5. In France around that time, the texts of plays had to be submitted to the authorities before public performances were allowed, and many plays were banned that way.
    Lucky France. It continued in England until 1968, when they tried to ban “Hair”.

  6. marie-lucie says:

    According to an article on Wikipédia.fr, there was censorship of theatrical works in France on and off for centuries, ending in 1906 (with exceptions in wartime). Nowadays censorship laws for any type of publication apply after the fact, not before.

  7. Faust had already descended into pantomime in England by the early 18th century, when Pope mocked the vogue for such “miserable farces” in the Dunciad:
    “[He] looked, and saw a sable sorcerer rise,
    Swift to whose hand a winged volume flies:
    All sudden, Gorgons hiss, and dragons glare,
    And ten-horn’d fiends and giants rush to war.
    Hell rises, heaven descends, and dance on earth:
    Gods, imps, and monsters, music, rage, and mirth,
    A fire, a jig, a battle, and a ball,
    Till one wide conflagration swallows all.”
    This is a dig at John Thurmond’s Harlequin Doctor Faustus which appeared at Drury Lane in 1723. (Fortunately, 21st-century audiences no longer favour such empty special effects over compelling drama).

  8. In case no one’s mentioned it, it’s worth pointing out that Hanswurst was Faust’s servant in those 18th-century puppet plays, taking over the role Wagner performs in Marlowe and Goethe (or at least that’s what I assume). This kind of low comedy/knockabout farce is already present in many scenes in Marlowe’s play, although there’s some debate whether he wrote them or if they were later additions by the theatre troupe. It looks like Faust has always veered between the poppiest popular culture and the most highfalutin high culture, from British pantomime (Thurmond’s play has been claimed as the first in the genre) to Thomas Mann. After Goethe had saved him from the 18th-century equivalent of “end-of-pier” entertainment, Faust became a very serious affair in Germany again, so much so that the Germans got very sniffy about Gounod’s French operatic version, forcing their theatres to stage it under the title Marguerite. Friedrich Theodor Vischer also got into trouble when he brought out his parody Faust Part III in 1862. Vischer had loved Goethe’s Part I, but thought Part II was incomprehensible mystical-allegorical gibberish. I’ve never read Vischer, but here’s his version of Goethe’s closing chorus (sing along with Mahler’s musical accompaniment):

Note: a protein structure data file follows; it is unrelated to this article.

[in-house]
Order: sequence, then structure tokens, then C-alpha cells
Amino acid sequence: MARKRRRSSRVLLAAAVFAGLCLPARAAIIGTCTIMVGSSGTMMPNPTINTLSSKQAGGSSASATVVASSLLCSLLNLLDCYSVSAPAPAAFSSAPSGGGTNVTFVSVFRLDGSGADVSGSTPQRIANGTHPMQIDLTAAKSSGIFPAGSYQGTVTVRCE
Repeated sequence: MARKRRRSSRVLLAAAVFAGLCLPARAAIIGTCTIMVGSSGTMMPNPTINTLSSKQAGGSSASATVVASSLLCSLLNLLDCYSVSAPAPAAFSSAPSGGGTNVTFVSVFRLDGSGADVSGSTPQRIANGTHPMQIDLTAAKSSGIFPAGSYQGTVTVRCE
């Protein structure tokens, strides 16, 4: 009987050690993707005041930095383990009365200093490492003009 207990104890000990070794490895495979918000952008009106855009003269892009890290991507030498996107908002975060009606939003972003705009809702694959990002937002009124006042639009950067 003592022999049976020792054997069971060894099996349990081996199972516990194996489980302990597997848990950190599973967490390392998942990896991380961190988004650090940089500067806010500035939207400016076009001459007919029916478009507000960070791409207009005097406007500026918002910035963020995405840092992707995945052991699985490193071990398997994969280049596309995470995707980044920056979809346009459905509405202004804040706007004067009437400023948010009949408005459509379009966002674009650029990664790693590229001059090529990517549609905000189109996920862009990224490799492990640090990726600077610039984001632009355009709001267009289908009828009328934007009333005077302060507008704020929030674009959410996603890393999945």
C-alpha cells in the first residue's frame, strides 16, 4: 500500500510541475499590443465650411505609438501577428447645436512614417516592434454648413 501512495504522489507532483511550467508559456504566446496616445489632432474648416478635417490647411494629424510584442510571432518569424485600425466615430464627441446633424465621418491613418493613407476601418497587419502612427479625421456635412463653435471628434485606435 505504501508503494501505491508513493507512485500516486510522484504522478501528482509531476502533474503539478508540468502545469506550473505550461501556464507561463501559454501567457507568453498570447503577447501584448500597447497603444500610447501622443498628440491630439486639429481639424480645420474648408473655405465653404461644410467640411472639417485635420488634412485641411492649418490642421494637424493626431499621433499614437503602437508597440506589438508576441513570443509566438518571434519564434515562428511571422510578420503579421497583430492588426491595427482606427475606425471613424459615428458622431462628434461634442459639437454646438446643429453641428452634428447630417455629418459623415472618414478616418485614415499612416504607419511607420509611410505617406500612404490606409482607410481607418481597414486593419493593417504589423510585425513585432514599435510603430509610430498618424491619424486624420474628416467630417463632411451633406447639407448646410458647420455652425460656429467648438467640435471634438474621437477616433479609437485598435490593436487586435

“Das Abgeschmackteste,
    Hier ward es geschmeckt,
    Das Allervertrackteste,
    Hier war es bezweckt;
    Das Unverzeihliche,
    Hier sei es verziehn;
    Das ewig Langweilige
    Zieht uns dahin!”

  9. Lucky France. It continued in England until 1968, when they tried to ban “Hair”.
    It’s funny how everything’s connected here. John Rich, the impresario behind Harlequin Doctor Faustus had his biggest hit a few years later with Gay’s The Beggar’s Opera, which started a vogue for staged political satire attacking Robert Walpole, which led the authorities to introduce the 1737 Stage Licensing Act, which lasted until 1968 (and maybe should have lasted just a little bit longer if it spared us from “Good Morning Starshine”).

  10. it’s worth pointing out that Hanswurst was Faust’s servant in those 18th-century puppet plays,
    It certainly is—thanks!

  11. Thanks, Sir J. I didn’t know that.

  12. Incidentally, here is Kant’s house in Königsberg, on Prinzessinplatz just behind the castle. Nice little place.